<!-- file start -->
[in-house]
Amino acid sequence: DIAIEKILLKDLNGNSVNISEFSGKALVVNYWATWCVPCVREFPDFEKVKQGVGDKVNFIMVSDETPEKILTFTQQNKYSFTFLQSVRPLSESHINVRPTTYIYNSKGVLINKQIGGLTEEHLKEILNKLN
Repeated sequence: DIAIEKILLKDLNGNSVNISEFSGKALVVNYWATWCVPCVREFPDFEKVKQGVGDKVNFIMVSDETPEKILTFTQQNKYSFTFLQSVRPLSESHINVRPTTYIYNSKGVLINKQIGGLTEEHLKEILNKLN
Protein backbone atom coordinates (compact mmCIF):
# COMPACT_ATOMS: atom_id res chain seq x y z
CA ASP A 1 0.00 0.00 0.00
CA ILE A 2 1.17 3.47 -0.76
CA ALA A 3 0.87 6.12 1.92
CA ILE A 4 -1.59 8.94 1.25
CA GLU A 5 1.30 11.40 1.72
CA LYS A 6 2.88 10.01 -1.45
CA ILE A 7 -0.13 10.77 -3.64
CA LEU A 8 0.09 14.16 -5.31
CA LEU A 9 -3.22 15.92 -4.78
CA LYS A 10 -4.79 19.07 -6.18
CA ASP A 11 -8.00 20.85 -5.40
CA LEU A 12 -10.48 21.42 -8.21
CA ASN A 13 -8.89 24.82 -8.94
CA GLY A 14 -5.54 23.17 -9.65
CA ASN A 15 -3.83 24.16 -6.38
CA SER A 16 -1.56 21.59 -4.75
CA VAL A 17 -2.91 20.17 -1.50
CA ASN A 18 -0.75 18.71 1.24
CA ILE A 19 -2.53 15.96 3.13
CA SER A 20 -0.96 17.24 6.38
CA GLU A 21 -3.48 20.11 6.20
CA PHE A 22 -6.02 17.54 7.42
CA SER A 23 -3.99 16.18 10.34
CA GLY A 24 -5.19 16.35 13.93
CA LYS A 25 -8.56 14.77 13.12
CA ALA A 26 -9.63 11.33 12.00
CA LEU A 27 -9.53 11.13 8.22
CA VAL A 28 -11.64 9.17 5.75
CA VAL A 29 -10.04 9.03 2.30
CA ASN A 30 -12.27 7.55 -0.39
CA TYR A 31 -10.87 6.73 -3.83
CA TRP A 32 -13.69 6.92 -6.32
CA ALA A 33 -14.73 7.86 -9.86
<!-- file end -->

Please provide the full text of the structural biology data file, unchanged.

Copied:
[in-house]
Amino acid sequence: DIAIEKILLKDLNGNSVNISEFSGKALVVNYWATWCVPCVREFPDFEKVKQGVGDKVNFIMVSDETPEKILTFTQQNKYSFTFLQSVRPLSESHINVRPTTYIYNSKGVLINKQIGGLTEEHLKEILNKLN
Repeated sequence: DIAIEKILLKDLNGNSVNISEFSGKALVVNYWATWCVPCVREFPDFEKVKQGVGDKVNFIMVSDETPEKILTFTQQNKYSFTFLQSVRPLSESHINVRPTTYIYNSKGVLINKQIGGLTEEHLKEILNKLN
Protein backbone atom coordinates (compact mmCIF):
# COMPACT_ATOMS: atom_id res chain seq x y z
CA ASP A 1 0.00 0.00 0.00
CA ILE A 2 1.17 3.47 -0.76
CA ALA A 3 0.87 6.12 1.92
CA ILE A 4 -1.59 8.94 1.25
CA GLU A 5 1.30 11.40 1.72
CA LYS A 6 2.88 10.01 -1.45
CA ILE A 7 -0.13 10.77 -3.64
CA LEU A 8 0.09 14.16 -5.31
CA LEU A 9 -3.22 15.92 -4.78
CA LYS A 10 -4.79 19.07 -6.18
CA ASP A 11 -8.00 20.85 -5.40
CA LEU A 12 -10.48 21.42 -8.21
CA ASN A 13 -8.89 24.82 -8.94
CA GLY A 14 -5.54 23.17 -9.65
CA ASN A 15 -3.83 24.16 -6.38
CA SER A 16 -1.56 21.59 -4.75
CA VAL A 17 -2.91 20.17 -1.50
CA ASN A 18 -0.75 18.71 1.24
CA ILE A 19 -2.53 15.96 3.13
CA SER A 20 -0.96 17.24 6.38
CA GLU A 21 -3.48 20.11 6.20
CA PHE A 22 -6.02 17.54 7.42
CA SER A 23 -3.99 16.18 10.34
CA GLY A 24 -5.19 16.35 13.93
CA LYS A 25 -8.56 14.77 13.12
CA ALA A 26 -9.63 11.33 12.00
CA LEU A 27 -9.53 11.13 8.22
CA VAL A 28 -11.64 9.17 5.75
CA VAL A 29 -10.04 9.03 2.30
CA ASN A 30 -12.27 7.55 -0.39
CA TYR A 31 -10.87 6.73 -3.83
CA TRP A 32 -13.69 6.92 -6.32
CA ALA A 33 -14.73 7.86 -9.86